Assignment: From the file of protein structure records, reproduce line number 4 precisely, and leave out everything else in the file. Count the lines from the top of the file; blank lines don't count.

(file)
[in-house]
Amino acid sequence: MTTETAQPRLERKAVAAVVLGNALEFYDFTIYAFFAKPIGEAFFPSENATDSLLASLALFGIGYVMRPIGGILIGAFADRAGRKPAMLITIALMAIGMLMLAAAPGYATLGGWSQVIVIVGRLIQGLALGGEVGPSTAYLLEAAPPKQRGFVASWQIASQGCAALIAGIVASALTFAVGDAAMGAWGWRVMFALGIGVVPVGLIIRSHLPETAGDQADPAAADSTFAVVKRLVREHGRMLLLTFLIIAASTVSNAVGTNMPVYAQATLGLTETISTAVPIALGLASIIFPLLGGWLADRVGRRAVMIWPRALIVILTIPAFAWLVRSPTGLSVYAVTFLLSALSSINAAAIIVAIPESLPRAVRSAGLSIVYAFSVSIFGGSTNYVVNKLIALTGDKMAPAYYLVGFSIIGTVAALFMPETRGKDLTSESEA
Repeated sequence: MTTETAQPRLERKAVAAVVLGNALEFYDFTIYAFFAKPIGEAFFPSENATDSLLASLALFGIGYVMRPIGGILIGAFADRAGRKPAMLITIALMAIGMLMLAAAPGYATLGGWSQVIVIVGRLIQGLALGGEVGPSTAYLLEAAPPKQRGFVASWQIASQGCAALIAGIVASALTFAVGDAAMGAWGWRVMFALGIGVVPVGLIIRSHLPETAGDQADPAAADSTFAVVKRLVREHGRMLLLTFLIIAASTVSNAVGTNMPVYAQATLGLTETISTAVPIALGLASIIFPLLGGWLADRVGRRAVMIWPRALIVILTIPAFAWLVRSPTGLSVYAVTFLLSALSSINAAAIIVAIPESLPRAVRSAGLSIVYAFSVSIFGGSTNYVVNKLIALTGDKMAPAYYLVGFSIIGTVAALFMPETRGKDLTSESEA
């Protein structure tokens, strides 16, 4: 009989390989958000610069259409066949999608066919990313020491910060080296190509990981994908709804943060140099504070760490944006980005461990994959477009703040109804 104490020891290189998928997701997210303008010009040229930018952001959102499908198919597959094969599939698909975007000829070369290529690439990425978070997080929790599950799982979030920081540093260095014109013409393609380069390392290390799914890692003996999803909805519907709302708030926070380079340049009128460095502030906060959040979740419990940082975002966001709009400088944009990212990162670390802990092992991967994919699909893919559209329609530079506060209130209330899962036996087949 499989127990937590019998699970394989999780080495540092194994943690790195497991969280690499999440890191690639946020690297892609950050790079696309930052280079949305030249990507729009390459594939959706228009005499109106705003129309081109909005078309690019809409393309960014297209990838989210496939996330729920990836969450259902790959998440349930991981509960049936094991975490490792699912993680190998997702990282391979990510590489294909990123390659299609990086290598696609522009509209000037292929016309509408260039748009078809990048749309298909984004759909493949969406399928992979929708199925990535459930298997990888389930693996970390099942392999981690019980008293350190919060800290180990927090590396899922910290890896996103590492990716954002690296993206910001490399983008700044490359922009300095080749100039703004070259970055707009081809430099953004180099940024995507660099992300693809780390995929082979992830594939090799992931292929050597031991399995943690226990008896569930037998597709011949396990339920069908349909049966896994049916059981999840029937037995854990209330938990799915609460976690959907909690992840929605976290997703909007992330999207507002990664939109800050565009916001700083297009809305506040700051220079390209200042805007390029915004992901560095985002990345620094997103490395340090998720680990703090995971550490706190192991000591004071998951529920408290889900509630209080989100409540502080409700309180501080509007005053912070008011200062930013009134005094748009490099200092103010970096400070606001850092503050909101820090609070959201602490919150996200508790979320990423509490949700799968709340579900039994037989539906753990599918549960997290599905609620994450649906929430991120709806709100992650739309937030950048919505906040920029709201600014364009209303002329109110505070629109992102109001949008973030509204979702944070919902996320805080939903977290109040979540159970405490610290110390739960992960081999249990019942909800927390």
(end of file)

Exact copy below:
């Protein structure tokens, strides 16, 4: 009989390989958000610069259409066949999608066919990313020491910060080296190509990981994908709804943060140099504070760490944006980005461990994959477009703040109804 104490020891290189998928997701997210303008010009040229930018952001959102499908198919597959094969599939698909975007000829070369290529690439990425978070997080929790599950799982979030920081540093260095014109013409393609380069390392290390799914890692003996999803909805519907709302708030926070380079340049009128460095502030906060959040979740419990940082975002966001709009400088944009990212990162670390802990092992991967994919699909893919559209329609530079506060209130209330899962036996087949 499989127990937590019998699970394989999780080495540092194994943690790195497991969280690499999440890191690639946020690297892609950050790079696309930052280079949305030249990507729009390459594939959706228009005499109106705003129309081109909005078309690019809409393309960014297209990838989210496939996330729920990836969450259902790959998440349930991981509960049936094991975490490792699912993680190998997702990282391979990510590489294909990123390659299609990086290598696609522009509209000037292929016309509408260039748009078809990048749309298909984004759909493949969406399928992979929708199925990535459930298997990888389930693996970390099942392999981690019980008293350190919060800290180990927090590396899922910290890896996103590492990716954002690296993206910001490399983008700044490359922009300095080749100039703004070259970055707009081809430099953004180099940024995507660099992300693809780390995929082979992830594939090799992931292929050597031991399995943690226990008896569930037998597709011949396990339920069908349909049966896994049916059981999840029937037995854990209330938990799915609460976690959907909690992840929605976290997703909007992330999207507002990664939109800050565009916001700083297009809305506040700051220079390209200042805007390029915004992901560095985002990345620094997103490395340090998720680990703090995971550490706190192991000591004071998951529920408290889900509630209080989100409540502080409700309180501080509007005053912070008011200062930013009134005094748009490099200092103010970096400070606001850092503050909101820090609070959201602490919150996200508790979320990423509490949700799968709340579900039994037989539906753990599918549960997290599905609620994450649906929430991120709806709100992650739309937030950048919505906040920029709201600014364009209303002329109110505070629109992102109001949008973030509204979702944070919902996320805080939903977290109040979540159970405490610290110390739960992960081999249990019942909800927390």